• What do you think about the 50% proficiency expectations for MStep?
  • How can these tests be used to improve instruction?
  • What are some benefits of high-stakes tests?
  • What are benefits of assessments that accurately represent learning?
  • What are negative consequences of high-stakes tests? #
  • How do you think the opt-out movement will effect public education?
  • What are some alternatives for ensuring equity and improving all schools?
  • What is your largest area of interest/concern regarding what’s going on in public education?
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#MIpubED Common Core/Higher Standards

Two years ago at a community conversation, a highly-educated and evidently highly-conservative parent asked me to assure him that I would not adhere to the Common Core State Standards because, he believed, it would require that I “teach history about homosexuals and blacks”, to which he was vehemently opposed.  Flabbergasted, I breathed in and out before clarifying for him that the CCSS only cover English Language Arts and Mathematics.  Through this conversation it became clear how much conversation was needed among educators and the community to really understand topics before we make evaluations of them.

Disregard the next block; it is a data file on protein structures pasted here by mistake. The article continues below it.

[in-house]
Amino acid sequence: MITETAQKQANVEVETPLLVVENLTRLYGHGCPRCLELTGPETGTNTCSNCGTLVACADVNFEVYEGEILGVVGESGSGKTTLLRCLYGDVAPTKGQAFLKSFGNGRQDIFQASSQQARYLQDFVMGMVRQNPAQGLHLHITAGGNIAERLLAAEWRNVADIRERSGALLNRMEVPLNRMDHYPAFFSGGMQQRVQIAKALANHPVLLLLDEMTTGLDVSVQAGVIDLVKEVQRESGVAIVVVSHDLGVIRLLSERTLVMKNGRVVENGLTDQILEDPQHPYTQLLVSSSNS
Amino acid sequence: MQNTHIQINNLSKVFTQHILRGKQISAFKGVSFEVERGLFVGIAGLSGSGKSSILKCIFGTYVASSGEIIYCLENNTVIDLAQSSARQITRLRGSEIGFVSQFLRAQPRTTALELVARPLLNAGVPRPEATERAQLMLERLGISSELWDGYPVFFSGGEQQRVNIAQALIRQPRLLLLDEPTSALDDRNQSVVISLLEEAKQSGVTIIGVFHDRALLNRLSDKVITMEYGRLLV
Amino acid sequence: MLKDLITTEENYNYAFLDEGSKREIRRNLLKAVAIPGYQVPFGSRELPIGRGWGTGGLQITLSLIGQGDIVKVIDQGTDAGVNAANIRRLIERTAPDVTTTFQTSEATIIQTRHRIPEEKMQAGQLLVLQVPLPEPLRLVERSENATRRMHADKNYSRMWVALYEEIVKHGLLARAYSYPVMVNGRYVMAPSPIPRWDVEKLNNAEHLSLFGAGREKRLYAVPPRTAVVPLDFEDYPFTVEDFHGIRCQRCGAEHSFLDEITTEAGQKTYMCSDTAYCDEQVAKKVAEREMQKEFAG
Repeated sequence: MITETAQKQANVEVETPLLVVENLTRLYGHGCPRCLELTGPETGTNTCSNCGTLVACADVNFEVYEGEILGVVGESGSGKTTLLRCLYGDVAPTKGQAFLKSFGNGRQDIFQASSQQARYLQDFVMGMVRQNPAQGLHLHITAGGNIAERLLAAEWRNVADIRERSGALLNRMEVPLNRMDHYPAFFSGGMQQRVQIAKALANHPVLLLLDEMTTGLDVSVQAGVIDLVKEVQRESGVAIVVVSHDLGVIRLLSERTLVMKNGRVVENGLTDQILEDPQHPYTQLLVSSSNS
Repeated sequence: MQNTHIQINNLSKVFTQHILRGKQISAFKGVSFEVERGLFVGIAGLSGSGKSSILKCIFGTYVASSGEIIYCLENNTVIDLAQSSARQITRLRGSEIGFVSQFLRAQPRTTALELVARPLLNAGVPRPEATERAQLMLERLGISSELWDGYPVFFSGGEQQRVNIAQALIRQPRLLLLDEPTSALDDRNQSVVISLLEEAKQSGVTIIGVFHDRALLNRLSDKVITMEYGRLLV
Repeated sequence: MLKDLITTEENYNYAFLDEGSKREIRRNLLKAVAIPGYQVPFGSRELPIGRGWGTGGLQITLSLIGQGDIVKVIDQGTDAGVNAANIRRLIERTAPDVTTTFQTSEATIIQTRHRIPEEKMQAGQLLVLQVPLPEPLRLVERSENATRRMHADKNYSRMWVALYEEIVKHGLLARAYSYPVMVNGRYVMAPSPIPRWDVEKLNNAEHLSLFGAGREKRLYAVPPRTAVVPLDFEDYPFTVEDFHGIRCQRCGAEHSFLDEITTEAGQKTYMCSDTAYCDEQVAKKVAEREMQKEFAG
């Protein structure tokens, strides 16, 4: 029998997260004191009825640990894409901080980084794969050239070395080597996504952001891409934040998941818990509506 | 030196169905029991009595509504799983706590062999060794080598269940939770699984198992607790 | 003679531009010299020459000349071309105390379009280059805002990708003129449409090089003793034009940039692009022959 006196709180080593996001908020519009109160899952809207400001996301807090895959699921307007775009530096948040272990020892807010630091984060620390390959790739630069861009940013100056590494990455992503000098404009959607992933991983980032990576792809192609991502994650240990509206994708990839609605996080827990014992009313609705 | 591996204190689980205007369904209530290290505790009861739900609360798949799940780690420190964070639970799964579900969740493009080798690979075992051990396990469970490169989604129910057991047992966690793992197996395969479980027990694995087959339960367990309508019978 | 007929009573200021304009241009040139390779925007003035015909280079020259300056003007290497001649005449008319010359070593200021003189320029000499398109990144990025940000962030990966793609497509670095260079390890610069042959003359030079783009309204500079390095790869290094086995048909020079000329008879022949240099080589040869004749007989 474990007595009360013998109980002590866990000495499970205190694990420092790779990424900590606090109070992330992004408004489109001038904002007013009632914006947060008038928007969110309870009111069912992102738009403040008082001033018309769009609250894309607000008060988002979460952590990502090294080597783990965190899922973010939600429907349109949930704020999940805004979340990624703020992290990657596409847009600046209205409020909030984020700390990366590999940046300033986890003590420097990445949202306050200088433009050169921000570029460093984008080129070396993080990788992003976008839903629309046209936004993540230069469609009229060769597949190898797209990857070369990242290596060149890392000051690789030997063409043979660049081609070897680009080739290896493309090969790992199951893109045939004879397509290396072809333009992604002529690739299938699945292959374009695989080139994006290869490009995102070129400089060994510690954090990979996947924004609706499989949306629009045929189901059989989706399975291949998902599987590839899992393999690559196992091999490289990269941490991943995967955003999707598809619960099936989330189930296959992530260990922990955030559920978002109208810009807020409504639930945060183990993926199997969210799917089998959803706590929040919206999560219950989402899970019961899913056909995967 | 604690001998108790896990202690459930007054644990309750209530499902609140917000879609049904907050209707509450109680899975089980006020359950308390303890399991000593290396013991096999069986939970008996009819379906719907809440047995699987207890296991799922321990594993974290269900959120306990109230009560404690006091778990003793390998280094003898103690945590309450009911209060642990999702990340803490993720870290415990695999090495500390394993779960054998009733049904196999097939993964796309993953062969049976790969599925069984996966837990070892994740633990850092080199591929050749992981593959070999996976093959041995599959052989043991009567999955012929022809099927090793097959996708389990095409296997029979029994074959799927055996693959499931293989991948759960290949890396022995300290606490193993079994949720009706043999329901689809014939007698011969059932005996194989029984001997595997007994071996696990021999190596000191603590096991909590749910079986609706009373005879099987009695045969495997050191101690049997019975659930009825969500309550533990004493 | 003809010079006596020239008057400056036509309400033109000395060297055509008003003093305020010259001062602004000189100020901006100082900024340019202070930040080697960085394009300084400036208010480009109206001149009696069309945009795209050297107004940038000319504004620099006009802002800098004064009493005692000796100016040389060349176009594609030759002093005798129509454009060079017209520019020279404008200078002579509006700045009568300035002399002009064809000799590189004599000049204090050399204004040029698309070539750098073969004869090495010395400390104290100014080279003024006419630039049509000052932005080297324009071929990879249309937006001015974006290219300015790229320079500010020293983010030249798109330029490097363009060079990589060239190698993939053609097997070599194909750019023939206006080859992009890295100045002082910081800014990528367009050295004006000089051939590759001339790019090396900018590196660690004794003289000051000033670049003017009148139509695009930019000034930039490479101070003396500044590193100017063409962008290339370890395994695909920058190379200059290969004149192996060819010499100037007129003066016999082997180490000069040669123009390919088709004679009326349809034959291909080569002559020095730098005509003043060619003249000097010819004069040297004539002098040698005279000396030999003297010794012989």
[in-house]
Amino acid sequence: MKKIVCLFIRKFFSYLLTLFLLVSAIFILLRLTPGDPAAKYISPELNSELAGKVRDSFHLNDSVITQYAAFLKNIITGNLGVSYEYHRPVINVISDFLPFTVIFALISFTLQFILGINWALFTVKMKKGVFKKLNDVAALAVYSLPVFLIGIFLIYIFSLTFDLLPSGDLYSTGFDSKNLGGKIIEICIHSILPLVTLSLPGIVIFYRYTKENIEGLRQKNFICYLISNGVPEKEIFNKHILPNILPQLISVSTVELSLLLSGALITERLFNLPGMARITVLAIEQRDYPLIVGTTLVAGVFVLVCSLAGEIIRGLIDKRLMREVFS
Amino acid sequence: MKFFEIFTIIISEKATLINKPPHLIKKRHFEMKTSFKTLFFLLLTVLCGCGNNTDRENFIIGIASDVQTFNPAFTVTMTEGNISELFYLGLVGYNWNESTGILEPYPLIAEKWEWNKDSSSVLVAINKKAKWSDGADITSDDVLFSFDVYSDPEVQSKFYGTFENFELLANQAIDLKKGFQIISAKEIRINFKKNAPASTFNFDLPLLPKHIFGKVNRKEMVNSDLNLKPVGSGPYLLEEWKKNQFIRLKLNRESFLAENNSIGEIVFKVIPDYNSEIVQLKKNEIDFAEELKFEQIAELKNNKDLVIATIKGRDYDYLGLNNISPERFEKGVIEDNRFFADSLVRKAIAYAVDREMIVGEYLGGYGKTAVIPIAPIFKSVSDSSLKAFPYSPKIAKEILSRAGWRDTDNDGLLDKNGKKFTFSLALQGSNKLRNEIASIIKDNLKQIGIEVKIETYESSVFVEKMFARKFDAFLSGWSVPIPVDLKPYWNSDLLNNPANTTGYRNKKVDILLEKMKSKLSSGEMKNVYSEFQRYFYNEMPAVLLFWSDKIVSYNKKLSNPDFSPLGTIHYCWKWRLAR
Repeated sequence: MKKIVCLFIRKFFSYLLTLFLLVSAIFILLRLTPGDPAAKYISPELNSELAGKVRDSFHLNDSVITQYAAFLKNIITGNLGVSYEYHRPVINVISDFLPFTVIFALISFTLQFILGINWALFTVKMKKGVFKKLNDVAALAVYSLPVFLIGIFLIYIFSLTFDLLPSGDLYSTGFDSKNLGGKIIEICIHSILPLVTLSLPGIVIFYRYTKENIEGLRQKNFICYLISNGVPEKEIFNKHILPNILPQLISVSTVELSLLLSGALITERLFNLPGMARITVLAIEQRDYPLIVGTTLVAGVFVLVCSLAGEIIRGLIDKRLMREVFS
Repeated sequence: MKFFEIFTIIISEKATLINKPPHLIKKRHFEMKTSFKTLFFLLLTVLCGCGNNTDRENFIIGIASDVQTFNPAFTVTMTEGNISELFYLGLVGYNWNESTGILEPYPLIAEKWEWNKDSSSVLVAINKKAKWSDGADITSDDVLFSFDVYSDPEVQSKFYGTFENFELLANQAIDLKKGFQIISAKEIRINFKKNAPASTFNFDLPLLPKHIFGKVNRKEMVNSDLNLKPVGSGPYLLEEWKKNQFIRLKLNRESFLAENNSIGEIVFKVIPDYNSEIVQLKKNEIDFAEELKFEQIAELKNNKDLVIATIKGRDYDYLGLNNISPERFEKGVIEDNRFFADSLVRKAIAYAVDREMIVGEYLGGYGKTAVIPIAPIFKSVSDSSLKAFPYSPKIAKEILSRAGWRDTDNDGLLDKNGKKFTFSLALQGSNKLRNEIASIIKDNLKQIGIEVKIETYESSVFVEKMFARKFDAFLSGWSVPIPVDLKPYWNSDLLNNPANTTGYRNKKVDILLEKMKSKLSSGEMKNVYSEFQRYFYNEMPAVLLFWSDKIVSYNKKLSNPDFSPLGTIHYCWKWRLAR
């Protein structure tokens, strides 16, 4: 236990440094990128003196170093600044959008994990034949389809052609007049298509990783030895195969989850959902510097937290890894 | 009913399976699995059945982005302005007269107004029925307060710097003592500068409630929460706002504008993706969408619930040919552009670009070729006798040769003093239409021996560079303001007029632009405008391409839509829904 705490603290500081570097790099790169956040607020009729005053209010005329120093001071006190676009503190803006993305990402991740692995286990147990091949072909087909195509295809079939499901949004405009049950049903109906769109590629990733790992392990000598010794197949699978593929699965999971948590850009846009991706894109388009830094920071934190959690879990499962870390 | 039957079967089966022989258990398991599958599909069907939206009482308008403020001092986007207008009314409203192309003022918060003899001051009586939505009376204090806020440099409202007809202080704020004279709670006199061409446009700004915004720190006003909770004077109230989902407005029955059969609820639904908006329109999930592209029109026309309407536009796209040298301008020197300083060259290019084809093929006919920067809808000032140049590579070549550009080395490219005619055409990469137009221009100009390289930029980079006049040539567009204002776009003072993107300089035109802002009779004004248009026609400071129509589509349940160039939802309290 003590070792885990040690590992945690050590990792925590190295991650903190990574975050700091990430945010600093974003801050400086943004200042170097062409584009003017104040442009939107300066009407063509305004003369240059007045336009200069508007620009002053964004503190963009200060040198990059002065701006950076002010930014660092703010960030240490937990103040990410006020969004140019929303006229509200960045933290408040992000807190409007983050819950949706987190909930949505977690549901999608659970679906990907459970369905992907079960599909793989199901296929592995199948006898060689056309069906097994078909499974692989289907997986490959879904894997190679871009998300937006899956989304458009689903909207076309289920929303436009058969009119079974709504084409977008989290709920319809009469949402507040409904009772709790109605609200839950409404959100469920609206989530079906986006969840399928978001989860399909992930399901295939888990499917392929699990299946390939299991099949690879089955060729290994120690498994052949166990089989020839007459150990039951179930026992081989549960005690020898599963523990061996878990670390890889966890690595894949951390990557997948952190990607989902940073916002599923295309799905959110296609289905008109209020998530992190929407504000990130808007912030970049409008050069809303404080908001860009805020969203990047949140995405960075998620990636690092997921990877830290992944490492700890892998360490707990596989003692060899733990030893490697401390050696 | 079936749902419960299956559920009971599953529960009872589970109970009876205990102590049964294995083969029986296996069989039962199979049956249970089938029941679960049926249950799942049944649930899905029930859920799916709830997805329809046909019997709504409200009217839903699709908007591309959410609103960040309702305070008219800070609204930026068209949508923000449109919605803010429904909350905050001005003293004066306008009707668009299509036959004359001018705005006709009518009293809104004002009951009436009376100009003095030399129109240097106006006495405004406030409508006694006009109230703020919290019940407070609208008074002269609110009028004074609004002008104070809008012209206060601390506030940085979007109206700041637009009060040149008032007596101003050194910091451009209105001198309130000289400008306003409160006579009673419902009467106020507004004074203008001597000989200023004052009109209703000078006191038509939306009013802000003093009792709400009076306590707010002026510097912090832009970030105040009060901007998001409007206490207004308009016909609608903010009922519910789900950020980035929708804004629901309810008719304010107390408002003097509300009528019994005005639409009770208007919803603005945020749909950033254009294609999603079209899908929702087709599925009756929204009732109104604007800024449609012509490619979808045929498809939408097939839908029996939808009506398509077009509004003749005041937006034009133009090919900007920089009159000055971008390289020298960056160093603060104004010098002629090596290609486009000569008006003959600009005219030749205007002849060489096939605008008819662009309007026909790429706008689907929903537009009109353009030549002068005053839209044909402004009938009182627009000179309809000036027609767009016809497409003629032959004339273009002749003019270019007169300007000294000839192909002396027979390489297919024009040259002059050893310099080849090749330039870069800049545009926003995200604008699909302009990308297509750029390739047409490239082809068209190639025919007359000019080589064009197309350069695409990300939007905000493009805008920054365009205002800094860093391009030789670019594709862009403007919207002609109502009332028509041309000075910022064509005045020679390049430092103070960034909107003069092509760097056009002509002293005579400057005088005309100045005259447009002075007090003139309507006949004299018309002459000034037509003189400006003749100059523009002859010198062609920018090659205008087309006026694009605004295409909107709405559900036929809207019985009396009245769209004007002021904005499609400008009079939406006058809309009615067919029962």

Two weeks ago, it was confirmed that we still need this dialogue.  Fairleigh Dickinson University released a survey showing that, more than four years after adoption, 52% of Americans claim to know “little or nothing” about the CCSS.  Along these lines, 54% of those polled who disapprove of the CCSS had complete misconception about the content that was in them.  Debates are raging on the Internet and in school districts about the Federal government’s overreach into education, confusing Common Core learning targets with high-stakes tests or curriculum, and of course conspiracies of what money is exchanged to make decisions for all children.

Dialogue to understand the standards themselves and the outcomes we expect remains missing from the debates.  As a parent and educator, I can get behind someone teaching and expecting my child to think critically…or on some days just to think!  When 60% of college freshmen students require remedial coursework and “87% of recent HS grads say they’d have worked harder if their school had set higher expectations for them” (thank you @EdTrust), it’s clear that higher standards for thinking might benefit a learning society.  If you read the CCSS, it becomes apparent that thinking is central to how they’re written.  Are they flawed?  Sure, they’re man-made.  Do they set targets for building thinkers?  Yes, and this is what we need to talk about before we evaluate them on misinformation.

This week’s #MIpubED chat will be to learn about the CCSS from both educators and non-educators, with the hope of understanding differently than when we began.  Please join us and bring a non-educator friend on Tuesday, March 10 at 8:30pm.  If you need help getting on Twitter to understand what a Twitter chat is, email me at or @sutterlearn for a personal coaching session so you can join the conversation!